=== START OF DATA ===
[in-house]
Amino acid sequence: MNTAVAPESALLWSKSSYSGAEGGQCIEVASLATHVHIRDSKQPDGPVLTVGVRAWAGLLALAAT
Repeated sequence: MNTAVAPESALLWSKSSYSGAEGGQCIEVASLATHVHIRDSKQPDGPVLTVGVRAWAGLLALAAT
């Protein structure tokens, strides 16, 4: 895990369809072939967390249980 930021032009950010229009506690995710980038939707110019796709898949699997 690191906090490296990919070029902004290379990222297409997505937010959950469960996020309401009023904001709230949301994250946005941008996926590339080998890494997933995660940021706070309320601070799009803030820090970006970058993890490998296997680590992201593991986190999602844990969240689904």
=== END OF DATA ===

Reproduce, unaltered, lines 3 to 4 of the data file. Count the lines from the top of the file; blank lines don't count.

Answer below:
Repeated sequence: MNTAVAPESALLWSKSSYSGAEGGQCIEVASLATHVHIRDSKQPDGPVLTVGVRAWAGLLALAAT
């Protein structure tokens, strides 16, 4: 895990369809072939967390249980 930021032009950010229009506690995710980038939707110019796709898949699997 690191906090490296990919070029902004290379990222297409997505937010959950469960996020309401009023904001709230949301994250946005941008996926590339080998890494997933995660940021706070309320601070799009803030820090970006970058993890490998296997680590992201593991986190999602844990969240689904």